Los Angeles Galaxy star Javier 'Chicharito' Hernandez has called on former club Manchester United to "get over" ex-manager Sir Alex Ferguson, who retired in 2013.
The Red Devils have failed to replicate the success they enjoyed under Ferguson as they've cycled through eight managers, including caretakers, since the Scottish legend's exit.
Hernandez believes "it is never going to be the same" club without Ferguson, but thinks an acceptance of a new era would help them move forward.
What was said about Ferguson?
“United need to get over the fact that Sir Alex Ferguson has gone," Hernandez told reporters. “Would we like to have someone similar? Yes, yes, yes - but Sir Alex has gone and it is never going to be the same.
“It doesn't surprise me what has happened at United because in life it’s not easy having a manager for 26 years in the way that Sir Alex did it.
“One of his greatest aptitudes, in my humble opinion, was that probably seven out of 10 players who signed worked out.
“That’s not easy - not for Real Madrid or Barcelona or even for Chelsea, (Manchester) City, Liverpool or Bayern Munich.
“It is like winning the lottery. Do you think anyone you hire afterwards is going to be able to do even 80 percent of what Ferguson did?”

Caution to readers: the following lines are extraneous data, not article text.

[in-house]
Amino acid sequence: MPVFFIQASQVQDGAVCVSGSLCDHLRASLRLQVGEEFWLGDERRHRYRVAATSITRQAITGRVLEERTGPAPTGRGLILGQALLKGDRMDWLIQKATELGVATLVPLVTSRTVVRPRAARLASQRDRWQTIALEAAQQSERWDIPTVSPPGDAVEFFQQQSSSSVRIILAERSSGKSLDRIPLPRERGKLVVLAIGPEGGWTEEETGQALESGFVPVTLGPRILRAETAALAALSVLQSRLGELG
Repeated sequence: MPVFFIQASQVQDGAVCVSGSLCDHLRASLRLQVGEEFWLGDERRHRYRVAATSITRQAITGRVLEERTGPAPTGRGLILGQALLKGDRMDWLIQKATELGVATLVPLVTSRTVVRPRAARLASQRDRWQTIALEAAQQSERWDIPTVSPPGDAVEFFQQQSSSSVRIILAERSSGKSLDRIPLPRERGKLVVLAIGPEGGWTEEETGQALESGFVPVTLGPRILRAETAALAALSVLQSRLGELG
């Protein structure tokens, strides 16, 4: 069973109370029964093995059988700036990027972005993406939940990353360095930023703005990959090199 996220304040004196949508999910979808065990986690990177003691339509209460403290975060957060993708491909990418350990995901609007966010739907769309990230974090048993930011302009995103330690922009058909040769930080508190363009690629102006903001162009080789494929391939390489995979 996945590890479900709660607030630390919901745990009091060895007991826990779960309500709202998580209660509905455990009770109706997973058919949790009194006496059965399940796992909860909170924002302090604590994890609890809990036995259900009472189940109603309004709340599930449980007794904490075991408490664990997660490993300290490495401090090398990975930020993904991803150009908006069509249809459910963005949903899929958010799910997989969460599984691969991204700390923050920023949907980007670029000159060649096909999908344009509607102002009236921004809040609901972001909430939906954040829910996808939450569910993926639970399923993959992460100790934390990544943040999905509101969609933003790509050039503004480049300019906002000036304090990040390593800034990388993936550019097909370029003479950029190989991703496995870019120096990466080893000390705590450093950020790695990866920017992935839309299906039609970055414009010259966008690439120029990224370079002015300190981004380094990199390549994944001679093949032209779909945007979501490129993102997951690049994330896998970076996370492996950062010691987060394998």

Why Chicarito still has faith in Ronaldo
Hernandez said he understands Cristiano Ronaldo's desire to leave Manchester United this summer given their lack of Champions League qualification. Still, he believes Ronaldo could have a huge season if he remains with the club.
“Time will tell what is going to happen with him - but what if Ronaldo stays and scores 40 goals?" Hernandez said. "That could happen.”
Would Chicharito ever return to Old Trafford?
“If United came for me then I’d say ‘yes, I’ll play for free.’ Of course, you know, I’d do that," Hernandez said.
“I also want to be very respectful to my club. I am playing very consistently and in my mind my conviction is all about winning a championship with LA Galaxy.
“In the future, if things happen then they happen - but in my mind I am 100 percent with LA.”